The Coronavirus pandemic and its impact on Haredi society and the impact of Haredi society on the State in Israel are highlighting the strong core point of liberal political theory and liberal religion in relation to matters concerning the distinction between religion and state. Against the claims of so-called political theology and theo-politics, also revealed by the pandemic is the ultimate internal weakness and precarity of Haredi society and cultures as a dysfunctional autonomous social-political segment, unable to take care of itself while flouting the general rule of law. At issue is the conflict between the values of citizenship and the talmud Torah of the society of learners.
I’m sharing this op-ed here from the Israeli, Hebrew-language Haredi newsite Kikar Ha’Shabbat which they reposted from Tzarich Iyyun, a contemporary-Haredi platform of thought, culture, and politics. The piece has this confusion. On the one hand, there is a bracing insider-critique of Haredi society and culture relating to the state and the responsibilities of citizenship. On the other hand, there is a prescriptive project that aims at the Haredization of the State of Israel.
The critical line is here:
One of the conclusions to be drawn from the crisis of relations between ultra-Orthodox society and the state, which arose in all its severity during the Corona period, is that the ultra-Orthodox must integrate into the state. The Corona has revealed both the catastrophe in which such a large population group is run independently, and the internal need of ultra-Orthodox society for civilian governance. Within the ultra-Orthodox society, each sub-group in the corona crisis acted on its own, regardless of the fate of the rest of society. This situation made the country dizzy, and caused significant damage to the economy and the routine of life of the other residents, and there was no ultra-Orthodox body that could take responsibility for what was done, even if it wanted to. At the same time, this conduct created a deep rift between the ultra-Orthodox and the rest of the people living in Zion.
The impossibility of this disconnect is also felt in the ultra-Orthodox society inside, in three different arenas. The first arena is poverty. The economic poverty that the separation from the life of the act entails encourages many ultra-Orthodox to integrate into the Israeli economy. The second arena is the activity of the third and fourth sectors – social associations and municipal authorities. The civic needs of ultra-Orthodox society have pushed many ultra-Orthodox to specialize in the areas of urban management, welfare, welfare, care for dropout youth and more. The third arena is the spirit world, which in recent years has longed for a healthier connection with the life of action. The disconnect between the Torah and life, between the Beit Midrash and the life of action, bothers many scholars. Experience shows that the most urgent issue for the writers of “Need to Study” – a topic that rhymes with countless articles published on this stage – is the disconnect between the Torah and life. In a month devoted to discussing the world of kollels, it has been repeatedly argued that the feeling of disconnection from the life of the act is a severe burden on the residents of the beit midrash, even the objects must persevere in their study.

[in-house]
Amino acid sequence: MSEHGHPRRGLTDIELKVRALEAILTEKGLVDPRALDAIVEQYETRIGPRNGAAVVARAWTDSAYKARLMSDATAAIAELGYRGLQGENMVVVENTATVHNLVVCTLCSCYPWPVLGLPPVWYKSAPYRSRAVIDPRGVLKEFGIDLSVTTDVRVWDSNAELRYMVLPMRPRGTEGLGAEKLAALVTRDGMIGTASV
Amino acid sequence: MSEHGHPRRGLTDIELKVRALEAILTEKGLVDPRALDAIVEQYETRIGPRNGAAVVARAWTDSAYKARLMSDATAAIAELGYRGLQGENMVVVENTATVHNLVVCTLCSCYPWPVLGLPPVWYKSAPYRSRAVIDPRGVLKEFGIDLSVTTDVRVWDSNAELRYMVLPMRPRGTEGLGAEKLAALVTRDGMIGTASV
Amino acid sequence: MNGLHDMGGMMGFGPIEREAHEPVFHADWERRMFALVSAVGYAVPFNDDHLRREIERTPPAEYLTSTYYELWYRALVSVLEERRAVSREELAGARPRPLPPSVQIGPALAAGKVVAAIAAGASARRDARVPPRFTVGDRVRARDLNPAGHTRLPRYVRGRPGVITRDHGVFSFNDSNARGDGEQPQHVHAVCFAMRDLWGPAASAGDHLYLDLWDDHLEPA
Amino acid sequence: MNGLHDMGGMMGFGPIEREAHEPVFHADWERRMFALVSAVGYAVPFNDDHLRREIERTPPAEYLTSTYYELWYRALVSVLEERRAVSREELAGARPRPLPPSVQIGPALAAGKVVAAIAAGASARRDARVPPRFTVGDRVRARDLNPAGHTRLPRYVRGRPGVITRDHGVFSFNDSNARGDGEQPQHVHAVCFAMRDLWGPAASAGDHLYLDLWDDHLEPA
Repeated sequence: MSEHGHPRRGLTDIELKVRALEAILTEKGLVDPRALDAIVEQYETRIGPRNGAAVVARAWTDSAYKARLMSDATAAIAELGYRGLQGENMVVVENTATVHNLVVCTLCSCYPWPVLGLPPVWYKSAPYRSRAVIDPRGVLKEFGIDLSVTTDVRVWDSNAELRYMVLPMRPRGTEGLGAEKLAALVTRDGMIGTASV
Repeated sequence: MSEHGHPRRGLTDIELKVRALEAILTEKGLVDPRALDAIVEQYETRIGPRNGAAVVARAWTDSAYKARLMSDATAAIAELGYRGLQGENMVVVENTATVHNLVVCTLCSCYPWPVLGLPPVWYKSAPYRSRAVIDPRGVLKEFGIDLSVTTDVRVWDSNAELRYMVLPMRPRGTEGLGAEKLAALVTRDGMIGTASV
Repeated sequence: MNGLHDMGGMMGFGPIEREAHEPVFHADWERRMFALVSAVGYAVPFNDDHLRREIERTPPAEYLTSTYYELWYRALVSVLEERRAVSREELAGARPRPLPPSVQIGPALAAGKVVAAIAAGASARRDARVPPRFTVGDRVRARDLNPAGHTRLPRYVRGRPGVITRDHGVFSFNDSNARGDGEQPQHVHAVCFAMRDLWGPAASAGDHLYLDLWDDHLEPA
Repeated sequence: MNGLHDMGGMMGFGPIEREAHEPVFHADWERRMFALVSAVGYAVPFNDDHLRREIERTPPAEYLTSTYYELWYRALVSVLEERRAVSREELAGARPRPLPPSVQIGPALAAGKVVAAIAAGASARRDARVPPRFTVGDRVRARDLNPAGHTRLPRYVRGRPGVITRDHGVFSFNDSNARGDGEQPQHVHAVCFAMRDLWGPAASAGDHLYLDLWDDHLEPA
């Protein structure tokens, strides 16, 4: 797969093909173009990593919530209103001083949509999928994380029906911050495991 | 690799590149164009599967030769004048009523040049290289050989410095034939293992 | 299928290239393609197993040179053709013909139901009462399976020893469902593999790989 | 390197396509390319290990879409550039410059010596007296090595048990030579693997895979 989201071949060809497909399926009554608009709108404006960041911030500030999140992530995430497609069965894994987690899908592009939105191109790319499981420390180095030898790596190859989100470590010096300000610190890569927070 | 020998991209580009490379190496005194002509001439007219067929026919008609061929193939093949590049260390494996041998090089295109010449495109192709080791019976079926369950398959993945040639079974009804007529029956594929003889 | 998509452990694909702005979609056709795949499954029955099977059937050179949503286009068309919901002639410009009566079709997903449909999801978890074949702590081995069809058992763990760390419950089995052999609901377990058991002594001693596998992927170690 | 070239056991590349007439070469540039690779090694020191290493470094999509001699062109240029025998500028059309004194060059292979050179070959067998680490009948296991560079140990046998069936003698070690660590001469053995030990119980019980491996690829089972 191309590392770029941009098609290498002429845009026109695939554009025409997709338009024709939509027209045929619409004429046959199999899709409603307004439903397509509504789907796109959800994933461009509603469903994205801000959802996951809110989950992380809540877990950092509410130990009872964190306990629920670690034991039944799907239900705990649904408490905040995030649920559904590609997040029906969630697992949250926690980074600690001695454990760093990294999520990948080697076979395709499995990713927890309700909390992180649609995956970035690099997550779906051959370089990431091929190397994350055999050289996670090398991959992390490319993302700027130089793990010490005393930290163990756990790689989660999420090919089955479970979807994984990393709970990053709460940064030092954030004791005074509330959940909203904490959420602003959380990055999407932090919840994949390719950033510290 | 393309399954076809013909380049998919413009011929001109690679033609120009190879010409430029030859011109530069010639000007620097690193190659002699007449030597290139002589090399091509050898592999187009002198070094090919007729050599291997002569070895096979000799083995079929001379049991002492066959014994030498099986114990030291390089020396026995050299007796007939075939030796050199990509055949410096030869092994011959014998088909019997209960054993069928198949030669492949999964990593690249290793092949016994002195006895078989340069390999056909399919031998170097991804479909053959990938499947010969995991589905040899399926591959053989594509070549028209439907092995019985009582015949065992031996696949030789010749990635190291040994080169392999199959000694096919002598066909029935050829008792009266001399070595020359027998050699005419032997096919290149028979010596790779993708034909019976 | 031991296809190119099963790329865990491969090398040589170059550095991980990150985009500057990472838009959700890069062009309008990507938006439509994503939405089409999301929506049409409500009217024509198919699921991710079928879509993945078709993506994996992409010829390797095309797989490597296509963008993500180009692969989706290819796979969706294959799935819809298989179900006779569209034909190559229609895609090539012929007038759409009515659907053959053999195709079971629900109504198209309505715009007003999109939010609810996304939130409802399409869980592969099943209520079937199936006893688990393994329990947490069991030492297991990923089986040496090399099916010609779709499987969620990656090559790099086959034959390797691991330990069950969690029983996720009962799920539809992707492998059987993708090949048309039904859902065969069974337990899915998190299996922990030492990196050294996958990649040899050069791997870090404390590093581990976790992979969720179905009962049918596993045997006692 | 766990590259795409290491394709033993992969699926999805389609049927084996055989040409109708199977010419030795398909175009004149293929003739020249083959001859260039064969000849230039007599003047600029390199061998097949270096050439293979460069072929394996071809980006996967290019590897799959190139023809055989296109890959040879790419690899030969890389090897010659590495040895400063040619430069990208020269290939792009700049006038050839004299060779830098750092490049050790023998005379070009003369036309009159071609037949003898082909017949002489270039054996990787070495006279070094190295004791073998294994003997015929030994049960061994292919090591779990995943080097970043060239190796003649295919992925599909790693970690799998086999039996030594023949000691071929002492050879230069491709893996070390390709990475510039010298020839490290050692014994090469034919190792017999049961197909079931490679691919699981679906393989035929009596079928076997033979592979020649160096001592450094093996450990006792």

But maybe there’s no way out of this conundrum.
At the end, what the author of the op-ed, Eliyahu Levy, offers is a theoretical reflection about the Haredi State in Israel. There is something of a fantasy about it. Against exile and the negation of the state (shlilat ha’medinah), the author of the op-ed is confident in the long term integration of Haredi society into the life of the state, i.e. a Jewish majority nation-state, while anticipating, by the end of the op-ed, the eventual Haredization of the secular state and society. Is a Haredi state an oxymoron, built as it is upon rabbinic authority and the authority of constant talmud Torah that decenter secular authority and preclude secular knowledge?
The op-ed takes into account the competition between centers of secular power vs. centers of Haredi power and deep divisions within Haredi society re: this kind of integration. Levy does not work through the implications of how that conflict between these centers of power might pan out, not seeming to realize that these competing centers are not equal, demographically, that Haredi Jews are, after all, a minority political and social power. The tension between worlds, between Haredi Judaism and state power that the op-ed wants to resolve may be irresolvable.
(The op-ed translates well at Google translate if anyone wants to read the op-ed in full but can’t read the Hebrew.)
(Much of the confusion about this op-ed may relate to Tzarich Iyyun being an internet -product of the Haredi arm of the Tikvah Fund in Israel, a conservative think tank with a definite hostility to liberal politics and religion.)